It's MORNING EDITION, from NPR News. I'm Steve Inskeep. Good morning. Renee Montagne is back at NPR West. Renee, welcome back.
RENEE MONTAGNE, HOST:
Thank you very much. After a nice vacation, and so glad to be here, because big news: President Obama speaks to the Democratic Convention tonight. Just as with Mitt Romney last week, the president will have a huge audience to make his case.
And after delivering a tribute to her husband on the opening night at the Democratic National Convention, First Lady Michelle Obama yesterday by reaching out to groups of minority delegates there in Charlotte. NPR's David Welna reports.
UNIDENTIFIED WOMAN: Let's give a rousing welcome for the first lady, Michelle Obama.
DAVID WELNA, BYLINE: The African-American caucus was fired up yesterday when Mrs. Obama got there just hours after she brought down the house at the convention arena. She was still getting going.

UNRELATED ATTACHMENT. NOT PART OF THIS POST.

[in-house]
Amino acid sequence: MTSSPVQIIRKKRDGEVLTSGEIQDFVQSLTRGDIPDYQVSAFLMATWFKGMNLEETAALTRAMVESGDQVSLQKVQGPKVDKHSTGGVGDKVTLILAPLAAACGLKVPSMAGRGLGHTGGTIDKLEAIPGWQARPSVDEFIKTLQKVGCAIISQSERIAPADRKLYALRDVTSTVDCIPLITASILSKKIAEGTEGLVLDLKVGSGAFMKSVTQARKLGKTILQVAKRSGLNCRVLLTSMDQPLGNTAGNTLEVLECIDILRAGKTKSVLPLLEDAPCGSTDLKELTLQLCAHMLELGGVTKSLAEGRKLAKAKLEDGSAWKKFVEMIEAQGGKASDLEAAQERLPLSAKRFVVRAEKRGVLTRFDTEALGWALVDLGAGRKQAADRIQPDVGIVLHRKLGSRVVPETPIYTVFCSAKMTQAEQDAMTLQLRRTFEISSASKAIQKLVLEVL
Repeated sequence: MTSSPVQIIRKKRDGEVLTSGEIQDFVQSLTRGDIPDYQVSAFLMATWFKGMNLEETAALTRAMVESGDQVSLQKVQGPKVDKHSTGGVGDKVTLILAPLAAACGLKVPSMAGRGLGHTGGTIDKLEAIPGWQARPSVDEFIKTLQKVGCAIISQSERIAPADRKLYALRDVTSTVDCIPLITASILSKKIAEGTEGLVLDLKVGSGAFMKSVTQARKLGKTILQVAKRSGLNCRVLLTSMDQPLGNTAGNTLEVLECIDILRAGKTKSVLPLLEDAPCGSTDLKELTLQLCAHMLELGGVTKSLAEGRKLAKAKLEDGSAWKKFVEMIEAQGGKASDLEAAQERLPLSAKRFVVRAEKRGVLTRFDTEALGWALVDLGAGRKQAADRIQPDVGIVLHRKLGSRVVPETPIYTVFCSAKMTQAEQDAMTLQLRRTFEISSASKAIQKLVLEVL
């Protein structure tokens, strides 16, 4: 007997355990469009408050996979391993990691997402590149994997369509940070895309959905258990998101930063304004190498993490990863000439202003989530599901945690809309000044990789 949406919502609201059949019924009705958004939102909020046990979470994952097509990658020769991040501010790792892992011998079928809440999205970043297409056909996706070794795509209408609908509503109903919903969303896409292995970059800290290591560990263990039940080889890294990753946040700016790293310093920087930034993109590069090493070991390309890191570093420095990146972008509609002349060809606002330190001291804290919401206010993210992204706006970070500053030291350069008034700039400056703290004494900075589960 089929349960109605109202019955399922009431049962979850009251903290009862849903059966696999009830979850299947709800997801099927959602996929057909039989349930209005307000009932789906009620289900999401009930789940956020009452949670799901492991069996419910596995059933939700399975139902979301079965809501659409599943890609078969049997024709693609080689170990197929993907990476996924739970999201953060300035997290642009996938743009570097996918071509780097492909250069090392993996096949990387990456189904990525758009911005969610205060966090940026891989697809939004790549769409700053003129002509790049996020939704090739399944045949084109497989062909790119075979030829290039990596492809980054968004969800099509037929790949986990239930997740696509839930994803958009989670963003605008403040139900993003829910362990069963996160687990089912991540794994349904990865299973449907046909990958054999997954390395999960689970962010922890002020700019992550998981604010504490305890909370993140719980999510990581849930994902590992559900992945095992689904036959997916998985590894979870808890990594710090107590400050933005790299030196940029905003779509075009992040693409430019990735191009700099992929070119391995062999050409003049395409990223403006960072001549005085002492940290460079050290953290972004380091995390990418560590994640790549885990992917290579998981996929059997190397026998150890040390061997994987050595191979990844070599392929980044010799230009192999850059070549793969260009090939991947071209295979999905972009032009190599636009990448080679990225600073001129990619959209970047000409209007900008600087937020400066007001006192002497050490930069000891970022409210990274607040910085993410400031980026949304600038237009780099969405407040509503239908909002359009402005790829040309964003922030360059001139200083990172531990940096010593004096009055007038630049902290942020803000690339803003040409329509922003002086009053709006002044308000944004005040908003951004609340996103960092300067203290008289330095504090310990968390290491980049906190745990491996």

Medical cannabis patient Michael Oliveri smokes marijuana during a news conference in Universal City, Calif., last week. Medical marijuana advocates say they have enough signatures to place a referendum before voters that would overturn a ban on pot clinics in Los Angeles.
Thursday was supposed to mark the end of medical marijuana dispensaries in Los Angeles, after the city council approved a ban on them this summer. But patients and advocates have managed to halt the ban, and some dispensary operators are suing the city.
For years, Los Angeles has been a mecca for medical marijuana dispensaries. Anyone with a doctor's recommendation could stop in at chic storefronts offering cannabis-laced desserts or at the more underground clinics, labeled only with a green cross. Hundreds, maybe 1,000 of these pot shops popped up around L.A.